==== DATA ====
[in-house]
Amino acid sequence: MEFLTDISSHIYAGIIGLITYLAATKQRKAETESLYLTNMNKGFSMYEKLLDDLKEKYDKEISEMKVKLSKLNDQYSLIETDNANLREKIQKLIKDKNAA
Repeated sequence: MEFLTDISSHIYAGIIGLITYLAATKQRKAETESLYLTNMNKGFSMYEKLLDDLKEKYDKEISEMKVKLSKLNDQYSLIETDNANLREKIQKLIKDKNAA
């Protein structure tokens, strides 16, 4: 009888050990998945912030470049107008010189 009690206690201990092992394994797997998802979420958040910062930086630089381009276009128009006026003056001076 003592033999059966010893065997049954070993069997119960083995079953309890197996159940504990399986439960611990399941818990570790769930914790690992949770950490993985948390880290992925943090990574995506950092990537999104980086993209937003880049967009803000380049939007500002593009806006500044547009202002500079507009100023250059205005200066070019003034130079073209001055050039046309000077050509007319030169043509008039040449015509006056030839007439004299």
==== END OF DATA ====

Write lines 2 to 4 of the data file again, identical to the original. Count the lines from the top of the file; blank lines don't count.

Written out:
Amino acid sequence: MEFLTDISSHIYAGIIGLITYLAATKQRKAETESLYLTNMNKGFSMYEKLLDDLKEKYDKEISEMKVKLSKLNDQYSLIETDNANLREKIQKLIKDKNAA
Repeated sequence: MEFLTDISSHIYAGIIGLITYLAATKQRKAETESLYLTNMNKGFSMYEKLLDDLKEKYDKEISEMKVKLSKLNDQYSLIETDNANLREKIQKLIKDKNAA
């Protein structure tokens, strides 16, 4: 009888050990998945912030470049107008010189 009690206690201990092992394994797997998802979420958040910062930086630089381009276009128009006026003056001076 003592033999059966010893065997049954070993069997119960083995079953309890197996159940504990399986439960611990399941818990570790769930914790690992949770950490993985948390880290992925943090990574995506950092990537999104980086993209937003880049967009803000380049939007500002593009806006500044547009202002500079507009100023250059205005200066070019003034130079073209001055050039046309000077050509007319030169043509008039040449015509006056030839007439004299």